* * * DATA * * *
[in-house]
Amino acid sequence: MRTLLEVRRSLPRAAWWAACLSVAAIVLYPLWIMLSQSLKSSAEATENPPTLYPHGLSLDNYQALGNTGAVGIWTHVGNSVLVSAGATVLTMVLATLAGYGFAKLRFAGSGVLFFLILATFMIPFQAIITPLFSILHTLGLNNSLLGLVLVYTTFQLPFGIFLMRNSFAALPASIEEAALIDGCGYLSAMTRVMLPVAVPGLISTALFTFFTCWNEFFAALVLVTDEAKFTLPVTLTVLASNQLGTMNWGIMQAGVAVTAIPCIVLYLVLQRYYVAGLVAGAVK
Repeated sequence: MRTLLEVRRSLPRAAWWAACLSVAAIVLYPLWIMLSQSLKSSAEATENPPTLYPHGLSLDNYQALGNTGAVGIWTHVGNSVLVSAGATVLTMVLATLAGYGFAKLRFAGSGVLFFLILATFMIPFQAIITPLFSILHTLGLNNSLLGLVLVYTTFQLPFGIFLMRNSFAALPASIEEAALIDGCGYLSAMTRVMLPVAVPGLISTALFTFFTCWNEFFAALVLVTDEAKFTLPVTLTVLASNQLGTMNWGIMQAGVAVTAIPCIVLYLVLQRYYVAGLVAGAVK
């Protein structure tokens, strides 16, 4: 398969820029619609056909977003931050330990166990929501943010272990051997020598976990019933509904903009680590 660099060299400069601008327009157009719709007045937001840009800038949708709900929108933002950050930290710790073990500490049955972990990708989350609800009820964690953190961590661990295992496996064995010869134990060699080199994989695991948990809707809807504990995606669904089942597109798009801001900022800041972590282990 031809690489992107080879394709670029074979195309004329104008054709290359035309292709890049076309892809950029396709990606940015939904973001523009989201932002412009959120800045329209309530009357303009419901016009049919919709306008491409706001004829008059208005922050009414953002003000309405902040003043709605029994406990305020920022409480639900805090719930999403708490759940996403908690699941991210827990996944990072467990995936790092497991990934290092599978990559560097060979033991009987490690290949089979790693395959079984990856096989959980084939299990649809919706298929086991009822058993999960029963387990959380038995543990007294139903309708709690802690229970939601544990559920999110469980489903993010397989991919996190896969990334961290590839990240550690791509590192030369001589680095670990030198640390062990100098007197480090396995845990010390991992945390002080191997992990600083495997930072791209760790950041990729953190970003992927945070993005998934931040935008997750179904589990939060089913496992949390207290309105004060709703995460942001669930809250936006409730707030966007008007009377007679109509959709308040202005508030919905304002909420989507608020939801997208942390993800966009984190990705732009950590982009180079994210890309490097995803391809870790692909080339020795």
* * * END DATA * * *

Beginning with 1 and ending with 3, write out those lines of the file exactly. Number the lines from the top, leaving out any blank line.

[in-house]
Amino acid sequence: MRTLLEVRRSLPRAAWWAACLSVAAIVLYPLWIMLSQSLKSSAEATENPPTLYPHGLSLDNYQALGNTGAVGIWTHVGNSVLVSAGATVLTMVLATLAGYGFAKLRFAGSGVLFFLILATFMIPFQAIITPLFSILHTLGLNNSLLGLVLVYTTFQLPFGIFLMRNSFAALPASIEEAALIDGCGYLSAMTRVMLPVAVPGLISTALFTFFTCWNEFFAALVLVTDEAKFTLPVTLTVLASNQLGTMNWGIMQAGVAVTAIPCIVLYLVLQRYYVAGLVAGAVK
Repeated sequence: MRTLLEVRRSLPRAAWWAACLSVAAIVLYPLWIMLSQSLKSSAEATENPPTLYPHGLSLDNYQALGNTGAVGIWTHVGNSVLVSAGATVLTMVLATLAGYGFAKLRFAGSGVLFFLILATFMIPFQAIITPLFSILHTLGLNNSLLGLVLVYTTFQLPFGIFLMRNSFAALPASIEEAALIDGCGYLSAMTRVMLPVAVPGLISTALFTFFTCWNEFFAALVLVTDEAKFTLPVTLTVLASNQLGTMNWGIMQAGVAVTAIPCIVLYLVLQRYYVAGLVAGAVK